This newsletter was sent to everyone on Jim’s email list (2, 491) on Friday, October 7, 2022. My hopes to participate in the Friends of the Smokies Quick Draw Festival in Maryville last Saturday crashed and burned when I woke up Friday morning feeling generally terrible. I did the COVID test, and it came up • Read More »

Wading in the water with Ramsey Lewis, revisiting Saul Bellow, and the non-scariness of artificial intelligence: newsletter, September 23, 2022

September 23, 2022 | By Jim Stovall | No Comments | Filed in: books, fiction, history, newsletter, writers, writing.

This newsletter was sent to everyone on Jim’s email list (2, 491) on Friday, September 23, 2022. For many decades now, we have heard the term “artificial intelligence.” As I understand it, artificial intelligence means that somewhere someone (or is it a group of people?) is hard at work creating a device that will think • Read More »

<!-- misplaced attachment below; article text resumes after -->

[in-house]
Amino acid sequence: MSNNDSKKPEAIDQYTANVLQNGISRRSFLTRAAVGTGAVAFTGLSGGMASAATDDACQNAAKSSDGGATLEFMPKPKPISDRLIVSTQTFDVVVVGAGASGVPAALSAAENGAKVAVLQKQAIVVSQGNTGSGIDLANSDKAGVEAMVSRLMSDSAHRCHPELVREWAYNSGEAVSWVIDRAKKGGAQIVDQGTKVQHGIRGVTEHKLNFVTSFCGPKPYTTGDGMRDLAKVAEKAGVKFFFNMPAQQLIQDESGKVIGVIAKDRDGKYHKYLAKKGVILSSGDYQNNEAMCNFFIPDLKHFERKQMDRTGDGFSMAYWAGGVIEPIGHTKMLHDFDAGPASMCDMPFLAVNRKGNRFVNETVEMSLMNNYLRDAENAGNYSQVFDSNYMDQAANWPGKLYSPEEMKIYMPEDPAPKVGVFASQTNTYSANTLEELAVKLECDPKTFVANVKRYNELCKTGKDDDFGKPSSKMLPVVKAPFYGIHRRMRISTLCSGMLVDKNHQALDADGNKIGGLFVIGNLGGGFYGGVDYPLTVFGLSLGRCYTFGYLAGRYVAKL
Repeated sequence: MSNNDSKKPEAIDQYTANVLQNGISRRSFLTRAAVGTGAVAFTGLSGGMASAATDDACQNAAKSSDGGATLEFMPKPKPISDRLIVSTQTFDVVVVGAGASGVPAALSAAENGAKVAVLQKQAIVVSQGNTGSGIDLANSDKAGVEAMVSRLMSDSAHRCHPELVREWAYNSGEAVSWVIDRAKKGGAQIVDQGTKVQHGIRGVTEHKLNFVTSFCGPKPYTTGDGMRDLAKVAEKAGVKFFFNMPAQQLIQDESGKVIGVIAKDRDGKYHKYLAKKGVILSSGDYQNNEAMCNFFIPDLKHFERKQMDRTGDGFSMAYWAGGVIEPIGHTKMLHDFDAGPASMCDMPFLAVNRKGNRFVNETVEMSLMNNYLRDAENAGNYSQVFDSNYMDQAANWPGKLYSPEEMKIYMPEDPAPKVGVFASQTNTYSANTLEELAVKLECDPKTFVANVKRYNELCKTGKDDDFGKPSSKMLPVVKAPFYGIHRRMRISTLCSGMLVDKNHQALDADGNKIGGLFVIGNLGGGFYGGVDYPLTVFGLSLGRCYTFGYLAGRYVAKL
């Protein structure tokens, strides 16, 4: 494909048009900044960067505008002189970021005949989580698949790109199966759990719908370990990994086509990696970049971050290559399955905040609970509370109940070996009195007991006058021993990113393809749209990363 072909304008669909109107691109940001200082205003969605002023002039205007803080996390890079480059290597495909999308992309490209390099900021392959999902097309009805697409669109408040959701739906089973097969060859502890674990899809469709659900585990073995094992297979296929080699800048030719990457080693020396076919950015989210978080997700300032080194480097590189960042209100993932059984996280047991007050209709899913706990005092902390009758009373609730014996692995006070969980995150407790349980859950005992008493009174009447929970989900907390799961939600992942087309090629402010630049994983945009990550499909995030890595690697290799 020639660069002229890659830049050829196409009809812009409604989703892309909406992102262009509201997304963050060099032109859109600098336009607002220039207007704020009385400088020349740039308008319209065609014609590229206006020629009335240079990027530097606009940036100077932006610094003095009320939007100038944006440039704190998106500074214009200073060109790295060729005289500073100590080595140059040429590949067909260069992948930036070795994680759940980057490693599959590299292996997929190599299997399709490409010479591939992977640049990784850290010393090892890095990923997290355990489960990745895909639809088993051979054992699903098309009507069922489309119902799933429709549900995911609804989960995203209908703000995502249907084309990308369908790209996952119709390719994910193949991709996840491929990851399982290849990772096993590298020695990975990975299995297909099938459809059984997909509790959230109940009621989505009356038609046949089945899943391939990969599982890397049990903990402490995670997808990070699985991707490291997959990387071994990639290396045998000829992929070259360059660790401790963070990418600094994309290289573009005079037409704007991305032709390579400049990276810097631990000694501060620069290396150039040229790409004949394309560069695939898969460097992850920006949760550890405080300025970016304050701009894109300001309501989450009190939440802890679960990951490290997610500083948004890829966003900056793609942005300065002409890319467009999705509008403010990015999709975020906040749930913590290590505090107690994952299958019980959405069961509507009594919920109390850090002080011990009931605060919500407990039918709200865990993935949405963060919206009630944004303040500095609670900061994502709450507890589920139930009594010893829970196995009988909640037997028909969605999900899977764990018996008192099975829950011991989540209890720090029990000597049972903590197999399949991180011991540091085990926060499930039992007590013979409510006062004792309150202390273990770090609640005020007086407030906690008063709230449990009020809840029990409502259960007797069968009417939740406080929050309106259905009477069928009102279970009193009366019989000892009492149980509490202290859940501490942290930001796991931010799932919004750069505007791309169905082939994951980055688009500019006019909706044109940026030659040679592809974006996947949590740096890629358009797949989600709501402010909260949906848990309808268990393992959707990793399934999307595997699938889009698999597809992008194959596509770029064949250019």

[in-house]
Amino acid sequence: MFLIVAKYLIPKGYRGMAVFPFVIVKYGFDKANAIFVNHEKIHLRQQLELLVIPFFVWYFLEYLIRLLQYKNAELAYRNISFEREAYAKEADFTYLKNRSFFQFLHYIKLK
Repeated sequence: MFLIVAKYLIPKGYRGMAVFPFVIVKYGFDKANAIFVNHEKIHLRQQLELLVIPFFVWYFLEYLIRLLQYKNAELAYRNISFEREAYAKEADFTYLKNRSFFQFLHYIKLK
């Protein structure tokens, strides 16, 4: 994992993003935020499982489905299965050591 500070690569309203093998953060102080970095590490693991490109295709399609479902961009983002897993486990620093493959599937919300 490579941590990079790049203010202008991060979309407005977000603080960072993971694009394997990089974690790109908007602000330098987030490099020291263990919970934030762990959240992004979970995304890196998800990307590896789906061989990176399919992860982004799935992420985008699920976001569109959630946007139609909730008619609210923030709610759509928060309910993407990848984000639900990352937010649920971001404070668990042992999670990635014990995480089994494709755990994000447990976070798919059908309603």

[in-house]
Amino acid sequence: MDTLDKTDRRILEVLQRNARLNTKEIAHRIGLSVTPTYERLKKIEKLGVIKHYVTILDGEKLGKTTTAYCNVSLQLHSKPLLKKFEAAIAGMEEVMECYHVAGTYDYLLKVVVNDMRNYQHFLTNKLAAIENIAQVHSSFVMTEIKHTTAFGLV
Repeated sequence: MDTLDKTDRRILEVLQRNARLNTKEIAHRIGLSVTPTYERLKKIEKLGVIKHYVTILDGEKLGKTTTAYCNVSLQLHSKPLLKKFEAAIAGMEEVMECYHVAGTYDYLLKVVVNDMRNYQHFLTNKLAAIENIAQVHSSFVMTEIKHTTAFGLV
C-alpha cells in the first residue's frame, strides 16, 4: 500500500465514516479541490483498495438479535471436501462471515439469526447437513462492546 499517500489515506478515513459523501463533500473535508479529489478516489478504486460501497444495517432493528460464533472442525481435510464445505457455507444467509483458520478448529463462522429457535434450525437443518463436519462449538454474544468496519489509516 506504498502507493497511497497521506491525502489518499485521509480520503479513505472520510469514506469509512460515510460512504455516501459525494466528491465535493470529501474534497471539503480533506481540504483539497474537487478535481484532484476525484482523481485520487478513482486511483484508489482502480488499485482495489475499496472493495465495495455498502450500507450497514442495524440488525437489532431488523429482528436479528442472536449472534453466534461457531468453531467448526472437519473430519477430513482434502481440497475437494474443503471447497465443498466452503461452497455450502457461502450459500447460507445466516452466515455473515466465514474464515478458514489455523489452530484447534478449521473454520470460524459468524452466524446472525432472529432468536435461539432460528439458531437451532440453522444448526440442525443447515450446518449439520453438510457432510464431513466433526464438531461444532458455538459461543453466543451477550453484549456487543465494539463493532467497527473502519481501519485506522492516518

Mergenthaler and the history of printing, William Kent Krueger, and end-of-season baseball thrills: newsletter, September 16, 2022

September 16, 2022 | By Jim Stovall | No Comments | Filed in: books, fiction, history, newsletter, writers, writing.

This newsletter was sent to everyone on Jim’s email list (2, 491) on Friday, September 16, 2022. It’s the month of September, and while much of sports fandom turns its attention to football, both collegiate and professional, this baseball fan and many others have plenty to pay attention to ourselves. The end of the full • Read More »

MLB’s second Black player, Peter Gunn, and rare books studied and explored: newsletter, September 9, 2022

September 9, 2022 | By Jim Stovall | No Comments | Filed in: books, fiction, history, journalism, newsletter, writers, writing.